(1) Items 173 and 174 ........... $ 3,294.00 (2) Item 143 ...................... 3,168.00 (3) Painting under Carpentry ................... 1,070.05 (4) Extras ........................ 1,616.60 (5) Difference in counts on items ......................... 333.39 (6) Difference between unit prices and total lump sum of contract ............... 381.00 (7) Services and material defendant claims to have furnished plaintiff ........... 912.19 ---------- $10,775.23 Unaccounted for error ......................... 7.30 ---------- Total in dispute .......... $10,767.93 Admittedly due by defendants .................. 896.03 ---------- --Amount sued for ......... $11,663.96
The District Court as has been stated, rendered judgment for plaintiff in the sum of $3,032.87. That sum is made up as follows:
Items originally admitted by defendants .................. $ 1,808.22 Items 173 and 174 ................. 200.00 Painting under Carpentry .......... 787.85 Extras ............................. 64.40 Difference between unit prices and total lump sum of contract ................. 381.00 ---------- $ 3,241.47 ---------- Less Counter-claim allowed .................. 208.60 ---------- $ 3,032.87
Under the heading 'Painting under Carpentry', the plaintiff abandoned the sum of $282.20, and with respect to services and materials alleged by the defendants to have been furnished plaintiff, the latter recognized the validity of the claim to the extent of $298.60. Giving effect to these adjustments, and to the awards made by the District Court, the differences remaining between the parties, and forming the basis of this appeal, are as follows:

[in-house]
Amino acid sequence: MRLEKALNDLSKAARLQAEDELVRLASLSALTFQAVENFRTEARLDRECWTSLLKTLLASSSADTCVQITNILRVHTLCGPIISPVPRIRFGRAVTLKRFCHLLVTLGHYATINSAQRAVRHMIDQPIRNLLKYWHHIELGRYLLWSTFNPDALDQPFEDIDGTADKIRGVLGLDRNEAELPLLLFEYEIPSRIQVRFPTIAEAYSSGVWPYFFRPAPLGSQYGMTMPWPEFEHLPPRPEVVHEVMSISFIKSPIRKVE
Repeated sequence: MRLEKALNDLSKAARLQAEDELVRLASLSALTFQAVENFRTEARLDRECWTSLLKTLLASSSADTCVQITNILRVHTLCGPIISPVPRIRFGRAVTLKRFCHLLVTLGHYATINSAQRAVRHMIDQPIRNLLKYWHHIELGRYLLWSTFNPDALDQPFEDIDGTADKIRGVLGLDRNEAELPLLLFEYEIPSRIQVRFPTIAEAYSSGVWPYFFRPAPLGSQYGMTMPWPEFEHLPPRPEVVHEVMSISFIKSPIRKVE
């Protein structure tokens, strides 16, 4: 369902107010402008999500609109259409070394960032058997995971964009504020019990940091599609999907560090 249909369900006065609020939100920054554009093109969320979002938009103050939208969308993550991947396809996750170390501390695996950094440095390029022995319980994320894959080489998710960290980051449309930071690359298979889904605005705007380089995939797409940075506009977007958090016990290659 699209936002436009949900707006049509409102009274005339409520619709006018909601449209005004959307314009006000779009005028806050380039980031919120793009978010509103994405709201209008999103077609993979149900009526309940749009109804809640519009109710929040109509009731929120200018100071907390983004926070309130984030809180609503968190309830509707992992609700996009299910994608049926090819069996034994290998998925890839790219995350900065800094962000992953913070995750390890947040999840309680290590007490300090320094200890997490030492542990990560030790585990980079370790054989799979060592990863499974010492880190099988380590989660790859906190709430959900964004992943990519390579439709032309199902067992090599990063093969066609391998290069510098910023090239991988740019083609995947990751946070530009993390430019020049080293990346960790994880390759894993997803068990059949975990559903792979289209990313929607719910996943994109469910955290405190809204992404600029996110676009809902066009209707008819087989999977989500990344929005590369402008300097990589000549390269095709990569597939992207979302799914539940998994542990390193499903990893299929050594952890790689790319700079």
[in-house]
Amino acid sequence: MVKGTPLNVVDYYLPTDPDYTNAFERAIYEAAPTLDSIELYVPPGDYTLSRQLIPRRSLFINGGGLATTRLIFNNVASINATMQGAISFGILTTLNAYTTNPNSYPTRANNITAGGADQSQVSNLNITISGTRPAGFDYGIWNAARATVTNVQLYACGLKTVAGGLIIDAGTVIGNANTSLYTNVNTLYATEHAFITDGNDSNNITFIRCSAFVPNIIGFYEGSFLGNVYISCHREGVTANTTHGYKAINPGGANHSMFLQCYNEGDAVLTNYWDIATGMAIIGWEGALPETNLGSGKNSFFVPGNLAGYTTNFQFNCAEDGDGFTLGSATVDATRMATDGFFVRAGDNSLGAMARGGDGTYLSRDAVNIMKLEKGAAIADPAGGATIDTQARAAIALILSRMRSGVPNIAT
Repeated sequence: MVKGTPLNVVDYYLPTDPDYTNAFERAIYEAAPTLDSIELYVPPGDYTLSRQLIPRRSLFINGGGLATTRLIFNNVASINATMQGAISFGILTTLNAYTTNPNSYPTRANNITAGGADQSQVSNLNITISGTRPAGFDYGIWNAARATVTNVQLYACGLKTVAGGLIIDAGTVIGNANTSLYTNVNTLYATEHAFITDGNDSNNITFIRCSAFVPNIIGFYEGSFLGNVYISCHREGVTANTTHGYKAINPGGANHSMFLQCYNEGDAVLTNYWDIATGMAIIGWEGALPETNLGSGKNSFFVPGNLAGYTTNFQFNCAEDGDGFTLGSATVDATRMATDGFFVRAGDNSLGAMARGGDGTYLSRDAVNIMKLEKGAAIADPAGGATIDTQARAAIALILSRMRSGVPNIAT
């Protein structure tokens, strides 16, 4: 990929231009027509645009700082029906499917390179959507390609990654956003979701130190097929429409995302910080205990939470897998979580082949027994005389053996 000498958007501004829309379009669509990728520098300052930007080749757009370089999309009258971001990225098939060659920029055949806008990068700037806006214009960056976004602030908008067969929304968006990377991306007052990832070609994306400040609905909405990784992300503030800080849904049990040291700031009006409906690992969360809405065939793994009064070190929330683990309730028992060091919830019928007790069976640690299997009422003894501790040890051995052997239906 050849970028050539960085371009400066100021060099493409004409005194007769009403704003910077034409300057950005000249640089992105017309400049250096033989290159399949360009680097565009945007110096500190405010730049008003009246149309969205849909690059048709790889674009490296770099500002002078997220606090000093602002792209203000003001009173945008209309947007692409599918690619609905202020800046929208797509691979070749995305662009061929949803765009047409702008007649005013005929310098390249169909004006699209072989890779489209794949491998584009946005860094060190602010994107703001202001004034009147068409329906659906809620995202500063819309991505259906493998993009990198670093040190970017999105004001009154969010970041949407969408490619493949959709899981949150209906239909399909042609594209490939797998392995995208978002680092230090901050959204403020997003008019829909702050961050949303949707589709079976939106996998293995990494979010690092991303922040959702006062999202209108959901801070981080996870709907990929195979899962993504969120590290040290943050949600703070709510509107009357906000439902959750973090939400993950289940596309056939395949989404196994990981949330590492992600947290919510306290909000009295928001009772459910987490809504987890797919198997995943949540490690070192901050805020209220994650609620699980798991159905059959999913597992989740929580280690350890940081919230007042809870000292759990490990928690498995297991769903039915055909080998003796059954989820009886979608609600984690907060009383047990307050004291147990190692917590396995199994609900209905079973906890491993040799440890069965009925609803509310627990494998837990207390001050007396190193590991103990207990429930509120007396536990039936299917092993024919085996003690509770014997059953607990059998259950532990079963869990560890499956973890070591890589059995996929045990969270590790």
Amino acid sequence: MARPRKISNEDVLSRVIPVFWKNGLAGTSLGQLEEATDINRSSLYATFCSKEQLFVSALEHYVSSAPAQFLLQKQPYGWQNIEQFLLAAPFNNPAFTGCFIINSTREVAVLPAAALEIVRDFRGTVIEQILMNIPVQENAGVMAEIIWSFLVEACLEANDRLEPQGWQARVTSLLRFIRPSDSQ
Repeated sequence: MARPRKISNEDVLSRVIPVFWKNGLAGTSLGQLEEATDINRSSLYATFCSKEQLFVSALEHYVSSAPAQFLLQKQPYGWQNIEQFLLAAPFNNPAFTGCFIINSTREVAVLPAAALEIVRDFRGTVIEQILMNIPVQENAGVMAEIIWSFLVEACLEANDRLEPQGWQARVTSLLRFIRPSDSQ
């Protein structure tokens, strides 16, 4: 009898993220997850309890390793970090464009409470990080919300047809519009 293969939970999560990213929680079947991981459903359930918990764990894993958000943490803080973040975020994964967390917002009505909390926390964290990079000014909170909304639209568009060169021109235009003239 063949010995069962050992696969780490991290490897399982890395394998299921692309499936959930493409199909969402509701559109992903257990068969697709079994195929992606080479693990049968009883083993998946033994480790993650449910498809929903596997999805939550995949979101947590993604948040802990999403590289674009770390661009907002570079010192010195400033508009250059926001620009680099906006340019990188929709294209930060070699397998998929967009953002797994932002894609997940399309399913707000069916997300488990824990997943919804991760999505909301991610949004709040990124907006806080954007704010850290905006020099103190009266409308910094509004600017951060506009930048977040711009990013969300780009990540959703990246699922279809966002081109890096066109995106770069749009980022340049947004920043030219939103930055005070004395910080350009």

Items 173 and 174 .............. $ 3,094.00 Item 143 ......................... 3,168.00 Extras ........................... 1,552.20 Difference in counts on items ...... 333.39 ---------- Total ................. $ 8,147.59
All of these differences are affected by the findings of the District Court as to the decisions made by the United States Engineer concerning the interpretation and the performance of both the prime contract and the subcontract.
The controlling issues here may be briefly stated as follows:
1. What is the effect of the subcontract between United Enterprises, as contractor, and Lanehart, as subcontractor, in which Lanehart agreed:
(a) To do certain work included in the contract between United Enterprises and the United States in all respects as United Enterprises was required to do by the plans and specifications prepared by the U.S. Engineer.